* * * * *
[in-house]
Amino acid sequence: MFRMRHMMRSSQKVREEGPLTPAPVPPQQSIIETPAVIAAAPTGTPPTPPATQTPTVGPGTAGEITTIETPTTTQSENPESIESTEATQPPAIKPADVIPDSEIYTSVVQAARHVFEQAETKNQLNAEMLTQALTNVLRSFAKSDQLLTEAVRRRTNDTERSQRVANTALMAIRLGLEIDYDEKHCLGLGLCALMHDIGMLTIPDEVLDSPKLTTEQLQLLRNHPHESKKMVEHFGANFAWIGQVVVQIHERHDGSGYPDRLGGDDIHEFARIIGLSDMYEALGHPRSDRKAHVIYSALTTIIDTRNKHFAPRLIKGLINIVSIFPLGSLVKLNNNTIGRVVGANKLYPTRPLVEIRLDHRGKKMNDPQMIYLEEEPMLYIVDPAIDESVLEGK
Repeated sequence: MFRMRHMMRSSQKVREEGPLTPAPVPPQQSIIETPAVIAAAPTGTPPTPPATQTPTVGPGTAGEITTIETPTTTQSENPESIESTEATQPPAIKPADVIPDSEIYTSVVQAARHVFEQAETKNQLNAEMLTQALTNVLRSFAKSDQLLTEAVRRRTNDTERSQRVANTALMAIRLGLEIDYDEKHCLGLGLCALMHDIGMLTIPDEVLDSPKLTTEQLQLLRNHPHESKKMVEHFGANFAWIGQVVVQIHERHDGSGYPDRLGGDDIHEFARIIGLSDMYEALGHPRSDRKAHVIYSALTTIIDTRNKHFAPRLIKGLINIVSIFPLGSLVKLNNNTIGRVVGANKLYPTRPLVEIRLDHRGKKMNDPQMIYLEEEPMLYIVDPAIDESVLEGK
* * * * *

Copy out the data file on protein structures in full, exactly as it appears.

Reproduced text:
[in-house]
Amino acid sequence: MFRMRHMMRSSQKVREEGPLTPAPVPPQQSIIETPAVIAAAPTGTPPTPPATQTPTVGPGTAGEITTIETPTTTQSENPESIESTEATQPPAIKPADVIPDSEIYTSVVQAARHVFEQAETKNQLNAEMLTQALTNVLRSFAKSDQLLTEAVRRRTNDTERSQRVANTALMAIRLGLEIDYDEKHCLGLGLCALMHDIGMLTIPDEVLDSPKLTTEQLQLLRNHPHESKKMVEHFGANFAWIGQVVVQIHERHDGSGYPDRLGGDDIHEFARIIGLSDMYEALGHPRSDRKAHVIYSALTTIIDTRNKHFAPRLIKGLINIVSIFPLGSLVKLNNNTIGRVVGANKLYPTRPLVEIRLDHRGKKMNDPQMIYLEEEPMLYIVDPAIDESVLEGK
Repeated sequence: MFRMRHMMRSSQKVREEGPLTPAPVPPQQSIIETPAVIAAAPTGTPPTPPATQTPTVGPGTAGEITTIETPTTTQSENPESIESTEATQPPAIKPADVIPDSEIYTSVVQAARHVFEQAETKNQLNAEMLTQALTNVLRSFAKSDQLLTEAVRRRTNDTERSQRVANTALMAIRLGLEIDYDEKHCLGLGLCALMHDIGMLTIPDEVLDSPKLTTEQLQLLRNHPHESKKMVEHFGANFAWIGQVVVQIHERHDGSGYPDRLGGDDIHEFARIIGLSDMYEALGHPRSDRKAHVIYSALTTIIDTRNKHFAPRLIKGLINIVSIFPLGSLVKLNNNTIGRVVGANKLYPTRPLVEIRLDHRGKKMNDPQMIYLEEEPMLYIVDPAIDESVLEGK